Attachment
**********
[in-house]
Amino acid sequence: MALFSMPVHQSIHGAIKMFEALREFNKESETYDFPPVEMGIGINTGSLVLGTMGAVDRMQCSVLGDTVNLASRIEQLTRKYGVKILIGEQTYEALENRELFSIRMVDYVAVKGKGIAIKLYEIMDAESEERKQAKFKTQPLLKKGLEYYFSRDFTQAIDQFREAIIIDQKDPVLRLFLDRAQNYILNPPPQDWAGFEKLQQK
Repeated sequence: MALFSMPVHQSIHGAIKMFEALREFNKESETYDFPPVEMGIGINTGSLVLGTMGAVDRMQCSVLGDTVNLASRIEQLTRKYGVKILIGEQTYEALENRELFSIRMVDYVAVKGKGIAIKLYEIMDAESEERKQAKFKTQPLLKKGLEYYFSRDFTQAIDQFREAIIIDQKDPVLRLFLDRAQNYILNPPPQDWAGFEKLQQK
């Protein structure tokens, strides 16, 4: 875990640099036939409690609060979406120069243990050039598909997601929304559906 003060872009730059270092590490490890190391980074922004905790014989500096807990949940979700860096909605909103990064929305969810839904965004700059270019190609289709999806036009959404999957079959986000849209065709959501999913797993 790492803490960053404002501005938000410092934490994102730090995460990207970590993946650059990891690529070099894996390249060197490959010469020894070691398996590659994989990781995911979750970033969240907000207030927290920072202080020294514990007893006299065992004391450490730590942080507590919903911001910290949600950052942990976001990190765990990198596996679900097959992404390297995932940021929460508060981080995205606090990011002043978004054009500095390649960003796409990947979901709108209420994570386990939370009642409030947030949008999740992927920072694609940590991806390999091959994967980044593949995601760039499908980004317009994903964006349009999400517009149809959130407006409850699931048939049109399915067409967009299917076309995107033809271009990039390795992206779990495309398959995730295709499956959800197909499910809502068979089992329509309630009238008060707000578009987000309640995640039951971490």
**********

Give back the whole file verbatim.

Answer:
[in-house]
Amino acid sequence: MALFSMPVHQSIHGAIKMFEALREFNKESETYDFPPVEMGIGINTGSLVLGTMGAVDRMQCSVLGDTVNLASRIEQLTRKYGVKILIGEQTYEALENRELFSIRMVDYVAVKGKGIAIKLYEIMDAESEERKQAKFKTQPLLKKGLEYYFSRDFTQAIDQFREAIIIDQKDPVLRLFLDRAQNYILNPPPQDWAGFEKLQQK
Repeated sequence: MALFSMPVHQSIHGAIKMFEALREFNKESETYDFPPVEMGIGINTGSLVLGTMGAVDRMQCSVLGDTVNLASRIEQLTRKYGVKILIGEQTYEALENRELFSIRMVDYVAVKGKGIAIKLYEIMDAESEERKQAKFKTQPLLKKGLEYYFSRDFTQAIDQFREAIIIDQKDPVLRLFLDRAQNYILNPPPQDWAGFEKLQQK
């Protein structure tokens, strides 16, 4: 875990640099036939409690609060979406120069243990050039598909997601929304559906 003060872009730059270092590490490890190391980074922004905790014989500096807990949940979700860096909605909103990064929305969810839904965004700059270019190609289709999806036009959404999957079959986000849209065709959501999913797993 790492803490960053404002501005938000410092934490994102730090995460990207970590993946650059990891690529070099894996390249060197490959010469020894070691398996590659994989990781995911979750970033969240907000207030927290920072202080020294514990007893006299065992004391450490730590942080507590919903911001910290949600950052942990976001990190765990990198596996679900097959992404390297995932940021929460508060981080995205606090990011002043978004054009500095390649960003796409990947979901709108209420994570386990939370009642409030947030949008999740992927920072694609940590991806390999091959994967980044593949995601760039499908980004317009994903964006349009999400517009149809959130407006409850699931048939049109399915067409967009299917076309995107033809271009990039390795992206779990495309398959995730295709499956959800197909499910809502068979089992329509309630009238008060707000578009987000309640995640039951971490």